Canada Urges Citizens To Be Cautious, "Keep Low Profile" In These Indian Cities

"Exercise a high degree of caution in and around Bengaluru, Chandigarh, and Mumbai," Canada's travel advisory said.

Canada Urges Citizens To Be Cautious, 'Keep Low Profile' In These Indian Cities

Justin Trudeau last month linked Indian intelligence to the killing of a Khalistani terrorist.

New Delhi:

Canada updated the travel advisory for its citizens in India asking them to "exercise a high degree of caution" just hours after the country withdrew 41 diplomats and closed most of its embassies and consulates in India. The move comes amid the bitter row between the two countries over the killing of a Khalistani terrorist on Canadian soil.

"Exercise a high degree of caution in India due to the threat of terrorist attacks throughout the country," the advisory issued by Canada read.

"In the context of recent developments in Canada and India, there are calls for protests and some negative sentiment towards Canada in traditional media and on social media. Demonstrations, including anti-Canada protests, could occur and Canadians may be subjected to intimidation or harassment. In Delhi and the National Capital Region, you should keep a low profile with strangers, and not share your personal information with them," the advisory added.

Earlier today, Canada withdrew 41 diplomats and their family members from India after the Centre threatened to strip them of their diplomatic immunity.

Canada also paused all in-person services at the consulates in Mumbai, Chandigarh, and Bengaluru and urged its citizens in these three cities to exercise caution. All Canadians in India have been asked to contact the High Commission in New Delhi in case they need assistance.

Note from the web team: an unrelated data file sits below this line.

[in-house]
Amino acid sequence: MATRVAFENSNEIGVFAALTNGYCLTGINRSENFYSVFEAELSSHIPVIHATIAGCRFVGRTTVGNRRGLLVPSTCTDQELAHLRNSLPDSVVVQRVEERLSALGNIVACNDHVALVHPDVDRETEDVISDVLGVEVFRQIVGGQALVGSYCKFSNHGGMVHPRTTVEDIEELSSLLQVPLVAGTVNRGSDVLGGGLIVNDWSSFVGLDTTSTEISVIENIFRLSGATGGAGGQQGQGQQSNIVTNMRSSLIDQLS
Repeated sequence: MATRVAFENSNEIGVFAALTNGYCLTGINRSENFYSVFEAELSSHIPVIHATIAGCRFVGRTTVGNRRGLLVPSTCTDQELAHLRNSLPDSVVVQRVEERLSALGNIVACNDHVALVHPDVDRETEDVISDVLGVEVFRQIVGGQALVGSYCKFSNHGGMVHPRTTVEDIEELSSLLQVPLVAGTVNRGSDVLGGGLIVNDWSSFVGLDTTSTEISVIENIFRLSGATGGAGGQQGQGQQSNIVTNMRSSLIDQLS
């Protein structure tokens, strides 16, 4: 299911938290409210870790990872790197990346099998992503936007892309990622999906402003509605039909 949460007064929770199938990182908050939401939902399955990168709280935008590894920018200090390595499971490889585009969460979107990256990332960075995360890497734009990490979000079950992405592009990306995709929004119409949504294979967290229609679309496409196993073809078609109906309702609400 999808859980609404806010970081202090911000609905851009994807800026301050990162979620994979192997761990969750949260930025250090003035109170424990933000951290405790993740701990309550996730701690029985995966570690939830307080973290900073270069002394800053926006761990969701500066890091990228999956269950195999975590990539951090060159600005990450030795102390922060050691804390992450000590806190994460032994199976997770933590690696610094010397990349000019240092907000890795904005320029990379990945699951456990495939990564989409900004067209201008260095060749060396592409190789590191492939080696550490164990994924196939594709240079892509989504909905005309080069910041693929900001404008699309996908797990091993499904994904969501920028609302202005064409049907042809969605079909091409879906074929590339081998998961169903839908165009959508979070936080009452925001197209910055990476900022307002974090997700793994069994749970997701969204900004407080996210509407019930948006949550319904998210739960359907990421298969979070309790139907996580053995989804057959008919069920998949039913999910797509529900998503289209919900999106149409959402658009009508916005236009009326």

"Exercise a high degree of caution in and around Bengaluru, Chandigarh, and Mumbai. Consular services in-person are temporarily unavailable in those cities or surrounding areas," the advisory said.

"Petty crime, such as pickpocketing and purse snatching, is common. Criminals may target foreigners, especially in major cities and tourist areas," the advisory read, urging citizens to be vigilant in crowded locations and not carry large sums of money.

Relations between India and Canada have plunged since Prime Minister Justin Trudeau last month publicly linked Indian intelligence to the killing of Khalistani terrorist Hardeep Singh Nijjar.

India has called the allegations "absurd" and "motivated". The diplomatic row threatens to snowball into a major confrontation and both sides have expelled senior diplomats and issued travel advisories.

Last month, India advised all its citizens living in Canada and those contemplating travelling there to exercise "utmost caution" given growing anti-India activities and "politically-condoned" hate crimes in the North American country.

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